I remember a picture the other day. It was a picture with my sister and I, in front of a Christmas tree. I couldn’t remember what we were wearing, but I do remember that it was taken in the house we grew up in. It was taken many Christmases ago.
When you move as much as I have, memories are all you have left when important dates come up. Living away from the place you consider home means that you always carry with you the memories of special dates. Christmas in particular is a difficult time for me. I grew up in the mountains of Puerto Rico, where the weather this time of the year is cold, but not freezing cold as it is where I live now. The holiday music is festive, cheerful, loud, at a fast tempo, and is everywhere. Caribbean sounds fill up the air; not the slow, often dark, and to me, sad songs with northern European origins. Christmas music for me is drums and guitars, is tambourine and maracas, is güiro and cuatro. Parrandas fill the nights with music as people gather late at night and go throughout their neighborhoods signing traditional music from house to house. All homes are always ready for parrandas. There’s always food: hot chocolate, crackers, guava paste, queso de hoja (a type of homemade white cheese), and of course, the last home that is visited must prepare an “asopao”, or soupy rice with either chicken or pigeon peas.
Our Christmas tree at home was always humble. I still remember the year when my dad decided to just take a coffee tree and wrap its branches with aluminum foil. We placed lights and ornaments and it’s still the most beautiful Christmas tree I had ever had. The tree on the picture I remember was humble as well. We had gone to my grandfather’s farm and cut a pine tree. It did not have the aroma of the fir trees or the spruce trees, but it was beautiful in its humbleness. We put garlands and ornaments and musical lights on it. The tree would not have presents. Ever. Presents were not to be placed under the tree or given on Christmas Eve or Christmas Day. We had to wait until Epiphany, the Feast of the Wise Men, on January 6th. The day before my sister and I would gather some grass for the camels, place it on empty shoe boxes, and place those under our beds. The Three Kings will leave present then… and we will have a week or two to play with them before going back to school.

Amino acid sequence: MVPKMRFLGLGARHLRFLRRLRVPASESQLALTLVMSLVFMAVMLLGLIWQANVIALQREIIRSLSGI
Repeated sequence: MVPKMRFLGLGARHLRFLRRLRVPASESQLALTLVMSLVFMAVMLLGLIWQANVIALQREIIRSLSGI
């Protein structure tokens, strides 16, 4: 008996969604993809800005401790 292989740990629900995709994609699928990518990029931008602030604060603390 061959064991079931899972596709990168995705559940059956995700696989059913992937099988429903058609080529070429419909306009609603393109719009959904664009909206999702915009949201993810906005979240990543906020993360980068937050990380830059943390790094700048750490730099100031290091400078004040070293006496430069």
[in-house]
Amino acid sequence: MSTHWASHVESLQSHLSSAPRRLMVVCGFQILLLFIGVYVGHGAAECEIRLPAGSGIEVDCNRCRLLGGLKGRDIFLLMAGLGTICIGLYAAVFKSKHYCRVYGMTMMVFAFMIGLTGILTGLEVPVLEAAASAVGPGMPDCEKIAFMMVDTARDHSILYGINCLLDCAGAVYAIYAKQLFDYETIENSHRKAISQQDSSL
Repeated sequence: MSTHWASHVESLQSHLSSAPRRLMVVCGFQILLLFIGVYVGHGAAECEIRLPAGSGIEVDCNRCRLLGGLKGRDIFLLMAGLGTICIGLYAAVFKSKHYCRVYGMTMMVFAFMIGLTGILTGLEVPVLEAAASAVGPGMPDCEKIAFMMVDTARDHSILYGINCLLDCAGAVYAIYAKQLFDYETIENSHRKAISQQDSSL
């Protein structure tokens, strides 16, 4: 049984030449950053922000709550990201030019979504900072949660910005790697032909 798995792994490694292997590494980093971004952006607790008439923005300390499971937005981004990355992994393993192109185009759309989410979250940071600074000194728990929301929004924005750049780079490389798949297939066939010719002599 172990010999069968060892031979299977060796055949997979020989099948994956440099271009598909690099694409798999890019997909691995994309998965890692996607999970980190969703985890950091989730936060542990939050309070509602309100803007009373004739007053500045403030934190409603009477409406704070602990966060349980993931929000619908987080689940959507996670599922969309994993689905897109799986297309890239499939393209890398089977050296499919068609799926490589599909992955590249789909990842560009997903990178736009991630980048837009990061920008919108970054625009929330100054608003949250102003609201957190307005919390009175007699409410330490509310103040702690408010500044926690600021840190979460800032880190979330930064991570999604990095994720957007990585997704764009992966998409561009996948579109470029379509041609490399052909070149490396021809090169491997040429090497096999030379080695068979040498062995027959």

When you live in exile, or away from home in any form, these memories are all you have. You remember the holiday, and the music, and the presents, and the food, and the family time. You remember that nothing will go back to what it was. You remember that life goes on and you must adapt.
I found the picture among my things. My sister and I are wearing pajamas. The Christmas tree looks as beautiful as I remember. It brought back all the memories of Christmas past, in the mountains of Castañer, waiting for parrandas and for the music. It is Navidad; it is home.